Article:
In this episode a recording from Queering Ireland 2015, which took place in Boston College in August. The conference was co-hosted by UCD Humanities Institute and St Mary's University Halifax and this podcast features a keynote lecture by Eithne Luibhéid from the University of Arizona. Her paper was entitled "Homonationalism, Migration Controls, and Queer Futures".
Imagine Otherwise - Ideas On Fire, podcast featuring Prof. Karma Chavez.
Imagine Otherwise is a podcast about the people and projects bridging art, activism, and academia to build better worlds. Karma R. Chávez is an associate professor in the Department of Mexican American and Latino/a Studies at the University of Texas – Austin.
A Different Dream: A Symposium on Undocumented Immigration, Gender, and Sexuality (2016, CalState - Los Angeles).
This one-day symposium brings together prominent scholars and student activists from around the nation to discuss critical issues surrounding undocumented immigration, gender, and sexuality in the United States. The symposium will feature individual talks and roundtable discussions examining the political and economic contours of undocumented immigration, intersections of labor and gender practices, issues around family separation and reunification, and problems facing queer and transgender undocumented communities.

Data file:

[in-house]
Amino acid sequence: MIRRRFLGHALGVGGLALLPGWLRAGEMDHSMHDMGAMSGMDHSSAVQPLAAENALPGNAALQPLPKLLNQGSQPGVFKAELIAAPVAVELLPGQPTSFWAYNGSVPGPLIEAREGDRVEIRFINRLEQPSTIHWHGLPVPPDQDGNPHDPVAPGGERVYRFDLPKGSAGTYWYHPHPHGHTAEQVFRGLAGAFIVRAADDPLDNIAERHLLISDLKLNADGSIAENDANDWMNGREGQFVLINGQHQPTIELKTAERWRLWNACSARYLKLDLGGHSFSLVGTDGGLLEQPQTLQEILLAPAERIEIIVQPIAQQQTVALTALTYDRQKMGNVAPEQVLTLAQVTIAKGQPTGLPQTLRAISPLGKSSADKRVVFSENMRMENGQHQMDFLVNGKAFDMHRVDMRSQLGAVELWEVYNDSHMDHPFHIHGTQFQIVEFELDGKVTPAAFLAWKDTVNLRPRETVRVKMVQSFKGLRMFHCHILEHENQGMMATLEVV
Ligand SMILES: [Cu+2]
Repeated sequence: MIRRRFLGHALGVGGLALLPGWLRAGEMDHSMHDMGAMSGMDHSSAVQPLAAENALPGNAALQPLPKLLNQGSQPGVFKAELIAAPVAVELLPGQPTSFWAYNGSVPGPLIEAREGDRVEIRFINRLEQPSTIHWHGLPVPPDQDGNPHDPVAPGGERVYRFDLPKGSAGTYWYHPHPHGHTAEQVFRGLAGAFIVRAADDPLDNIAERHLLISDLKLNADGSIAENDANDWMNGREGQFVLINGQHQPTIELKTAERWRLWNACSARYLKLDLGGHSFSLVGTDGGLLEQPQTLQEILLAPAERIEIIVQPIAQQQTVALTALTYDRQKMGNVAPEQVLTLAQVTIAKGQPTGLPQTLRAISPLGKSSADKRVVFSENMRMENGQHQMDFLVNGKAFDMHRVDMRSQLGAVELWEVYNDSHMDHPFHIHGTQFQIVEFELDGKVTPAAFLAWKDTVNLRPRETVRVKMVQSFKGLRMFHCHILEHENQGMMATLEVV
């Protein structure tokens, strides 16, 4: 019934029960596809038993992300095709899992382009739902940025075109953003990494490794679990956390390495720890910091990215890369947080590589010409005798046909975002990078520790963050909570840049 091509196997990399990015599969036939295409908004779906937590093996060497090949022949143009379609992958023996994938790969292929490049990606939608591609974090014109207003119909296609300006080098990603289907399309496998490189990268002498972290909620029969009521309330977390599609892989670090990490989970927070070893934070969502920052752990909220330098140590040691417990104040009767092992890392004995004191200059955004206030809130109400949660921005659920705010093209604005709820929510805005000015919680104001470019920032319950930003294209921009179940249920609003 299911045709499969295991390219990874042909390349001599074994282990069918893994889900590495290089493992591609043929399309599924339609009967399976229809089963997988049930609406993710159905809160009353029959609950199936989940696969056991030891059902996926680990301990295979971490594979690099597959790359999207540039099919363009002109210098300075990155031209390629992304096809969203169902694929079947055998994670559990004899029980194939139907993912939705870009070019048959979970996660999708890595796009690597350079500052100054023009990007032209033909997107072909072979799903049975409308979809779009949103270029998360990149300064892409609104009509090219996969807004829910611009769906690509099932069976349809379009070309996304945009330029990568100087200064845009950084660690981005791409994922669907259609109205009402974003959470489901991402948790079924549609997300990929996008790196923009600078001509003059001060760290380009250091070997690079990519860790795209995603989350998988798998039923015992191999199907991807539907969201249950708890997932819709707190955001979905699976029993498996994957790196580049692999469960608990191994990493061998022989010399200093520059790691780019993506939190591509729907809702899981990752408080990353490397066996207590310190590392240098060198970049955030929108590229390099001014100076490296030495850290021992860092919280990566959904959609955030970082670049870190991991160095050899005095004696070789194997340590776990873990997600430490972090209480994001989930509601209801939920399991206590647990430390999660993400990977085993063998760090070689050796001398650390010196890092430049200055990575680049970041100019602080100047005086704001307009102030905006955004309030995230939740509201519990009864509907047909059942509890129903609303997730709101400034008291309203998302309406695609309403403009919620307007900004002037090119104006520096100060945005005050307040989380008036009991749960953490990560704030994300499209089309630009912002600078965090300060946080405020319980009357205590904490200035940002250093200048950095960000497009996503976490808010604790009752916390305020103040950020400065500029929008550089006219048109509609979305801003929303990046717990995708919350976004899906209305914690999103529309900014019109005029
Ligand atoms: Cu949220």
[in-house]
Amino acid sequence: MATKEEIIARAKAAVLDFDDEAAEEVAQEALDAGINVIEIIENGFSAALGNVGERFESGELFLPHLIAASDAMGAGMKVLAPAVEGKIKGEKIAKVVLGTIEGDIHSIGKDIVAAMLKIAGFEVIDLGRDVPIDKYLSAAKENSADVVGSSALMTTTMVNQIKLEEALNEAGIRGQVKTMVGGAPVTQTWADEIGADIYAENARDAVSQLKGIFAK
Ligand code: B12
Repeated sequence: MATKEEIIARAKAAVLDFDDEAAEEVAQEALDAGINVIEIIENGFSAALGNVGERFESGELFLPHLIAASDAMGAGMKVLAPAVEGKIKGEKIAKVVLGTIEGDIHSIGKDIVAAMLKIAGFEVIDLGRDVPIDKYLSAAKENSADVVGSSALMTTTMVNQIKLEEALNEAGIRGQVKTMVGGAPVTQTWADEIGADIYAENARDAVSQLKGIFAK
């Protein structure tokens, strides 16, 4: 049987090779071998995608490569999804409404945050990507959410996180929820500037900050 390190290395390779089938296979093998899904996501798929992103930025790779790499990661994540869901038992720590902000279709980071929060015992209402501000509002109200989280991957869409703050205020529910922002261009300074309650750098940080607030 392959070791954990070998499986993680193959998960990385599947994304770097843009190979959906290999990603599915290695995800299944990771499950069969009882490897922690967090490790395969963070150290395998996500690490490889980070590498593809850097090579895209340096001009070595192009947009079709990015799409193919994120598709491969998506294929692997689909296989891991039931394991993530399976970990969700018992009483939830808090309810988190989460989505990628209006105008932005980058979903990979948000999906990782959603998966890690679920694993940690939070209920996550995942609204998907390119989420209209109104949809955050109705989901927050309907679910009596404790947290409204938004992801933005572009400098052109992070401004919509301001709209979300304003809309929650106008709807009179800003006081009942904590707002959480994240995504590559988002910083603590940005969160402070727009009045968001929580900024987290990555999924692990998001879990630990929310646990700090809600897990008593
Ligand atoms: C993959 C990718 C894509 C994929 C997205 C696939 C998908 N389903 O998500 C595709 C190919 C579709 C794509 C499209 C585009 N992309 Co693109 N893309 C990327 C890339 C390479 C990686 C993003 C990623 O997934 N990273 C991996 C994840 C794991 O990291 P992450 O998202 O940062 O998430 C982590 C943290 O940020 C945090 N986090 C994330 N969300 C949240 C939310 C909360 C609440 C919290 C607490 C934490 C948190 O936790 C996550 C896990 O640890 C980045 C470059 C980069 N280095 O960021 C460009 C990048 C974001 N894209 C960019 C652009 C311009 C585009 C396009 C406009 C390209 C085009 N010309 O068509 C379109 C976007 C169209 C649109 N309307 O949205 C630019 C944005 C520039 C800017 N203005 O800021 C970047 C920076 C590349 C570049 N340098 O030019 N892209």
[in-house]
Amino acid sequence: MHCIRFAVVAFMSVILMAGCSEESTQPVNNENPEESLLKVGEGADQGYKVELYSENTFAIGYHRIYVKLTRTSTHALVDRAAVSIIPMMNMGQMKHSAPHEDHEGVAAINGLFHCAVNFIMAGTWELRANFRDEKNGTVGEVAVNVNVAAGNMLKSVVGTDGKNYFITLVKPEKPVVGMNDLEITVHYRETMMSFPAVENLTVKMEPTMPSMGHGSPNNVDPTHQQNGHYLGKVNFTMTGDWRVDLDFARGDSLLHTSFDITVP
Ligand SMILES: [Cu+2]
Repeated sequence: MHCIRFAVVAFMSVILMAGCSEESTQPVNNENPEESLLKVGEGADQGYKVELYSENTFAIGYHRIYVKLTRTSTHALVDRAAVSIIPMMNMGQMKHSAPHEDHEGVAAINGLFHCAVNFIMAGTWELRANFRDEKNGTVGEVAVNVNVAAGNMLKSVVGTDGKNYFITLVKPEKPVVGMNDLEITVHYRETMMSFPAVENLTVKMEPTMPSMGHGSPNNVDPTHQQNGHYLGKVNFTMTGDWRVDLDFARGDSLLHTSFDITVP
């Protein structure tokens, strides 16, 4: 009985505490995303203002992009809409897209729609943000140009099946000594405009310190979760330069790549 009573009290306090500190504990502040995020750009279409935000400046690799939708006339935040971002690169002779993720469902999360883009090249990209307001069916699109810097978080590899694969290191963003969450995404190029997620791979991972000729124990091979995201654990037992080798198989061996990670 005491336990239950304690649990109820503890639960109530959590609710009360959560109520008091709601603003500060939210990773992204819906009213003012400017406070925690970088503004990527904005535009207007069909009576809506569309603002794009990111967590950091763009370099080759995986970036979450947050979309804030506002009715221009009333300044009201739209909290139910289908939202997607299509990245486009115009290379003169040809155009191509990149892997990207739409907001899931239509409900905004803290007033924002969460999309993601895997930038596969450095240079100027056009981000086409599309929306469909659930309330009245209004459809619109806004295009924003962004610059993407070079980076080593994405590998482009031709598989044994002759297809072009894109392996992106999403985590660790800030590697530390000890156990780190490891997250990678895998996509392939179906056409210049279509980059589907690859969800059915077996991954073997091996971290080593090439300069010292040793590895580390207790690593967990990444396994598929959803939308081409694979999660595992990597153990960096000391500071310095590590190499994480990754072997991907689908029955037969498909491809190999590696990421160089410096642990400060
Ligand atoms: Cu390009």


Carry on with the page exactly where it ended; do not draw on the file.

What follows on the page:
Queer Migrations: Homeland Insecurities, Violence, and Belonging (2014, University of Arizona - Tucson).
The conference brings together activists, scholars, students, archivists, artists, and other interested groups in order to: Center queer migrant lives, experiences, cultures, struggles, and transformations; Connect queer migration experiences with contemporary struggles against (neo)colonialism, global capitalism, slavery, racism and (hetero)sexism, war, the prison industrial complex, and bio- and necro-politics; Make these connections at different scales (including local, regional, national, and transnational), and across different time periods; Problematize the idea that state border controls create safety, security and order, and instead explore how they legitimize the abandonment of racialized, queered, poor populations to precarious conditions and premature death; Ensure that nation-state migration and citizenship policies are addressed both on their own terms and in relation to wider scales, histories, and processes; Consider arguments and strategies that don’t involve winning privileges at someone else’s expense, and that seek to build bridges between struggles; Assess the current state of queer migration scholarship and activism, and imagine/envision future directions.